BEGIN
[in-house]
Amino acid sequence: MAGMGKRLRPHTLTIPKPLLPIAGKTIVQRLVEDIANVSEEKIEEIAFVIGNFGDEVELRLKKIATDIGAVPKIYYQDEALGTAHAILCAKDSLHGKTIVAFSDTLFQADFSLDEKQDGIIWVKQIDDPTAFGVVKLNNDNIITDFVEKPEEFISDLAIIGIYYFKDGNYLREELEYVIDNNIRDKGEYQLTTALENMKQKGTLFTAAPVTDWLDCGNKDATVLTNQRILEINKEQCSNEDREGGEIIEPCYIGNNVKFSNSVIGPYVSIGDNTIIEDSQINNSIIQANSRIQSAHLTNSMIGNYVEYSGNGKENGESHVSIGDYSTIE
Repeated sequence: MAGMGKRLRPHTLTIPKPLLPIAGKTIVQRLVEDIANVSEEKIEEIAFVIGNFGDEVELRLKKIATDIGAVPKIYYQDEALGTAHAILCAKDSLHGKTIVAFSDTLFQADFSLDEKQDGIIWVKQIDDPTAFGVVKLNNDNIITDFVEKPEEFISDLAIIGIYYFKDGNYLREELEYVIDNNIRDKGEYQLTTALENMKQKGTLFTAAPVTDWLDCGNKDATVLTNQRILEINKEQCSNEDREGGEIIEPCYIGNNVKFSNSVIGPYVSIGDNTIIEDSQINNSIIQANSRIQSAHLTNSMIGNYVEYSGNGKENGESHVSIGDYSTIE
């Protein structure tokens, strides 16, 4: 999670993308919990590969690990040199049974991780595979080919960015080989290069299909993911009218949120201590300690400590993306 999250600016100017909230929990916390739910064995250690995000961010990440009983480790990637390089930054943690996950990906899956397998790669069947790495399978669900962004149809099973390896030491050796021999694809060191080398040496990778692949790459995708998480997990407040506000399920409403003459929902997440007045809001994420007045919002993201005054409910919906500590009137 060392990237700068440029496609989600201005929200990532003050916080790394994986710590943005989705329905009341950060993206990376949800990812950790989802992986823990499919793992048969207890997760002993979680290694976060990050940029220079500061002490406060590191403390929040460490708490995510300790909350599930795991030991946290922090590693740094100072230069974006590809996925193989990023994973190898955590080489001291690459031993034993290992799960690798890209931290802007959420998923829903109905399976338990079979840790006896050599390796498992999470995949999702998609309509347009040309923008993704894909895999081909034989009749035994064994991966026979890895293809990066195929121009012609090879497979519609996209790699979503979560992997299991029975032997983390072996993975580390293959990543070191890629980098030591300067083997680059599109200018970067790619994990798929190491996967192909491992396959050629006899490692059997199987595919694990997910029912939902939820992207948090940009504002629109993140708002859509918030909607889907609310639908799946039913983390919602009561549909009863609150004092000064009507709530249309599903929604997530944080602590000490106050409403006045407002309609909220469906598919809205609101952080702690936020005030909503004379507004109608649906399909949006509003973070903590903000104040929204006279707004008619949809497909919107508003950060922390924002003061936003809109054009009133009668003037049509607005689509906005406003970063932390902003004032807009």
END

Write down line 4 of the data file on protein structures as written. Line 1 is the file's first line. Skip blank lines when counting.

């Protein structure tokens, strides 16, 4: 999670993308919990590969690990040199049974991780595979080919960015080989290069299909993911009218949120201590300690400590993306 999250600016100017909230929990916390739910064995250690995000961010990440009983480790990637390089930054943690996950990906899956397998790669069947790495399978669900962004149809099973390896030491050796021999694809060191080398040496990778692949790459995708998480997990407040506000399920409403003459929902997440007045809001994420007045919002993201005054409910919906500590009137 060392990237700068440029496609989600201005929200990532003050916080790394994986710590943005989705329905009341950060993206990376949800990812950790989802992986823990499919793992048969207890997760002993979680290694976060990050940029220079500061002490406060590191403390929040460490708490995510300790909350599930795991030991946290922090590693740094100072230069974006590809996925193989990023994973190898955590080489001291690459031993034993290992799960690798890209931290802007959420998923829903109905399976338990079979840790006896050599390796498992999470995949999702998609309509347009040309923008993704894909895999081909034989009749035994064994991966026979890895293809990066195929121009012609090879497979519609996209790699979503979560992997299991029975032997983390072996993975580390293959990543070191890629980098030591300067083997680059599109200018970067790619994990798929190491996967192909491992396959050629006899490692059997199987595919694990997910029912939902939820992207948090940009504002629109993140708002859509918030909607889907609310639908799946039913983390919602009561549909009863609150004092000064009507709530249309599903929604997530944080602590000490106050409403006045407002309609909220469906598919809205609101952080702690936020005030909503004379507004109608649906399909949006509003973070903590903000104040929204006279707004008619949809497909919107508003950060922390924002003061936003809109054009009133009668003037049509607005689509906005406003970063932390902003004032807009």